Center Stage season to include wide variety of playwrights

May 08, 1991|By J. Wynn Rousuck

Two premieres by American playwrights -- one a Baltimore native -- as well as classics by Moliere, Shakespeare and Ibsen will be included in the 1991-1992 Center Stage season, Irene Lewis, acting artistic director, announced yesterday.

Heading the premieres will be Center Stage's first full production by a Baltimore-born playwright -- Paula Vogel, currently on the faculty of Brown University. Aptly titled "The Baltimore Waltz," the play focuses on a sister and brother facing the AIDS crisis.

The other premiere is "Police Boys," a drama set in an inner-city police precinct, by Minneapolis playwright Marion Isaac McClinton. Both will be presented in the Pearlstone Theater during re:Discovery, the theater's repertory series, which has been on hold during the current season.

The season's classical offerings include "The Misanthrope," Moliere's examination of a man who abjures hypocrisy; Henrik Ibsen's "A Doll House," which the theater also produced 21 years ago; and a Shakespearean comedy or romance to be selected from among those that have not had previous Center Stage productions. Among the possibilities are "A Midsummer Night's Dream," "As You Like It," "Pericles" and "The Winter's Tale."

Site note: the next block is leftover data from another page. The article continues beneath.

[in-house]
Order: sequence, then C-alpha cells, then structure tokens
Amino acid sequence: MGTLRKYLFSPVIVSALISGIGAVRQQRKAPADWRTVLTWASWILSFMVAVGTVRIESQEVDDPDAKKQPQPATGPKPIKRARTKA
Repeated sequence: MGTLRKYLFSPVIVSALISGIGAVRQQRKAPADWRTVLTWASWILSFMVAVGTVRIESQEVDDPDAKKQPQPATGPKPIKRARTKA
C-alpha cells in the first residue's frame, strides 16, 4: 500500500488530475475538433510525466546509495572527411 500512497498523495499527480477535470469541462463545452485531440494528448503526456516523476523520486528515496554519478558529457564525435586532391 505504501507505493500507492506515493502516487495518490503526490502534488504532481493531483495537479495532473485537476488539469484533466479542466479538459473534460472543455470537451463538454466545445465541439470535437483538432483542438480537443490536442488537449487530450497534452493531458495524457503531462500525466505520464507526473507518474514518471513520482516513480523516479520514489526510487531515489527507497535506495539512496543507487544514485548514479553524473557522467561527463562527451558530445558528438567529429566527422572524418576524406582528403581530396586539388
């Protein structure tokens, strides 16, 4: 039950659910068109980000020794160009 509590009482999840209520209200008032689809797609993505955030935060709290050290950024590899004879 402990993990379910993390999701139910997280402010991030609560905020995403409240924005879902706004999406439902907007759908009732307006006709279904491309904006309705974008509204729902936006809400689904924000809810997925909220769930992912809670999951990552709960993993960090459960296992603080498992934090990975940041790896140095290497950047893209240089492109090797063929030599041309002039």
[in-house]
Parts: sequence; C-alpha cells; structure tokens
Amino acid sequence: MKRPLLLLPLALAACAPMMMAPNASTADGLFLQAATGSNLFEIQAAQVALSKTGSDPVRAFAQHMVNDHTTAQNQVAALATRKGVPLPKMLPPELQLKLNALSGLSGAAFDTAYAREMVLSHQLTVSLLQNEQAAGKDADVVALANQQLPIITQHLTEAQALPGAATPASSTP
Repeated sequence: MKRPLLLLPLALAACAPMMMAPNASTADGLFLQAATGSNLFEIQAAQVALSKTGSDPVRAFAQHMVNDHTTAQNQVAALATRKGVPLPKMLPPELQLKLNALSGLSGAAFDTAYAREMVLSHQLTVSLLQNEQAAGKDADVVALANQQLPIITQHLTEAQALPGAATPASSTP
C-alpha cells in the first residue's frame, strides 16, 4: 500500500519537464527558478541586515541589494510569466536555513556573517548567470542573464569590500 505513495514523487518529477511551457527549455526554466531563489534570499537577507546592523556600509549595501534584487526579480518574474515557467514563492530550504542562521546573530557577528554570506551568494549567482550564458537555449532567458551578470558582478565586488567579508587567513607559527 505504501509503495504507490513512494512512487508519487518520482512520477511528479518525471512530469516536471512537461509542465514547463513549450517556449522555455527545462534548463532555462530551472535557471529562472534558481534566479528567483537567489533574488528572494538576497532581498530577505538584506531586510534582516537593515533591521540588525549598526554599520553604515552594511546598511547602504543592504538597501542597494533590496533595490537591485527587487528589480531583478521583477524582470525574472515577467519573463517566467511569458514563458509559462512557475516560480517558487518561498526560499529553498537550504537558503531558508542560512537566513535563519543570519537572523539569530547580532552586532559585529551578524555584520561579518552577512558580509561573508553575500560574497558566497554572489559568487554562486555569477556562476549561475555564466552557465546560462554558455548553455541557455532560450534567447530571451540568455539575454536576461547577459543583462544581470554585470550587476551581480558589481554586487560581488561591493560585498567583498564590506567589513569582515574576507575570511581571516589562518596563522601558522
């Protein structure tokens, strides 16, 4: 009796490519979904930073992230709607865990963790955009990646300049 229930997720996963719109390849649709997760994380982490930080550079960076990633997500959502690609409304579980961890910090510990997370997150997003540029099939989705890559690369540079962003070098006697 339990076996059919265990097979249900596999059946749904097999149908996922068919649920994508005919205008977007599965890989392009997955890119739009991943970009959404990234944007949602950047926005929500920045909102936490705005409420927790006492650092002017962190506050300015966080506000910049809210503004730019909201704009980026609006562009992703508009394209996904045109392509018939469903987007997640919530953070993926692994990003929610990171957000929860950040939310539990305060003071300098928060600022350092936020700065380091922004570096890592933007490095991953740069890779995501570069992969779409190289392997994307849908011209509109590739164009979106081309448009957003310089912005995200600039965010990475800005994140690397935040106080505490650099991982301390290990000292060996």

Two more recent scripts complete the seven-play lineup. "The Queen and the Rebels," a play about revolution, will be Center Stage's first production by the important modern Italian dramatist, Ugo Betti. And, though the rights are pending, the theater hopes to produce Athol Fugard's latest play, "My Children! My Africa!" The story of two idealistic students and a teacher committed to bringing about change through education, the play would be Center Stage's third by this acclaimed South African playwright.

Reached in New York, Ms. Lewis said of the seven selections, "I wanted a wide variety of voices in terms of writers, so I wound up with an Italian voice, two Americans, a Norwegian, a South African, an English and a French."

Referring to the two premieres, she said, "I did want to include new American plays. I felt strongly about that. I chose the two best plays that I felt came our way." And while no specific attempt was made to choose a Baltimore writer, Ms. Lewis said she was "doubly thrilled" about the inclusion of Ms. Vogel.

Ms. Lewis added that she will probably direct the Shakespeare, the Moliere and the Betti, which is expected to open the season in September. Running order and play dates for the other shows have yet to be announced.

In addition, except for re:Discovery, the theater has not said which plays will be staged in which venue. "I am trying to do some of the bigger plays upstairs [in the new Head Theater] just so that the audience gets to experience the space in the widest variety of forms," Ms. Lewis said. "I would love to do the Shakespeare upstairs."

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